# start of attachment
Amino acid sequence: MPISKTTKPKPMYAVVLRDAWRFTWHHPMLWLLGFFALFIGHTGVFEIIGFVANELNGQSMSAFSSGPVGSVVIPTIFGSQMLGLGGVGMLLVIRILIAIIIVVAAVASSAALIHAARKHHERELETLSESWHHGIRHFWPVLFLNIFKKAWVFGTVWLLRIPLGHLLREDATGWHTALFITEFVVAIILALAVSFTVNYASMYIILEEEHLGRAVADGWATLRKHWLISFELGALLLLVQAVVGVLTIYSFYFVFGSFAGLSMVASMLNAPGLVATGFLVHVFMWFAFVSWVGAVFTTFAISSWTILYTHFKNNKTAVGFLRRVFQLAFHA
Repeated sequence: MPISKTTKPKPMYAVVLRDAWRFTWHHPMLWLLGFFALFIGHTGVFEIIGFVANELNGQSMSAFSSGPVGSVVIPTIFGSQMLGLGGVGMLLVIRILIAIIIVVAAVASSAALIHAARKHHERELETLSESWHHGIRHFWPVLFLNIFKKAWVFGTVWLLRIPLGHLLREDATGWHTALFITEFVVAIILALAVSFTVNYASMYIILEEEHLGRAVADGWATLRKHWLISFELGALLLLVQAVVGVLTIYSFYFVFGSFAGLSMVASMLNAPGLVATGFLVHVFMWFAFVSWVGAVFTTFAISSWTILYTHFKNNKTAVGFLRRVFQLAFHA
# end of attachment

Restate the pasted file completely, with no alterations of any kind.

Amino acid sequence: MPISKTTKPKPMYAVVLRDAWRFTWHHPMLWLLGFFALFIGHTGVFEIIGFVANELNGQSMSAFSSGPVGSVVIPTIFGSQMLGLGGVGMLLVIRILIAIIIVVAAVASSAALIHAARKHHERELETLSESWHHGIRHFWPVLFLNIFKKAWVFGTVWLLRIPLGHLLREDATGWHTALFITEFVVAIILALAVSFTVNYASMYIILEEEHLGRAVADGWATLRKHWLISFELGALLLLVQAVVGVLTIYSFYFVFGSFAGLSMVASMLNAPGLVATGFLVHVFMWFAFVSWVGAVFTTFAISSWTILYTHFKNNKTAVGFLRRVFQLAFHA
Repeated sequence: MPISKTTKPKPMYAVVLRDAWRFTWHHPMLWLLGFFALFIGHTGVFEIIGFVANELNGQSMSAFSSGPVGSVVIPTIFGSQMLGLGGVGMLLVIRILIAIIIVVAAVASSAALIHAARKHHERELETLSESWHHGIRHFWPVLFLNIFKKAWVFGTVWLLRIPLGHLLREDATGWHTALFITEFVVAIILALAVSFTVNYASMYIILEEEHLGRAVADGWATLRKHWLISFELGALLLLVQAVVGVLTIYSFYFVFGSFAGLSMVASMLNAPGLVATGFLVHVFMWFAFVSWVGAVFTTFAISSWTILYTHFKNNKTAVGFLRRVFQLAFHA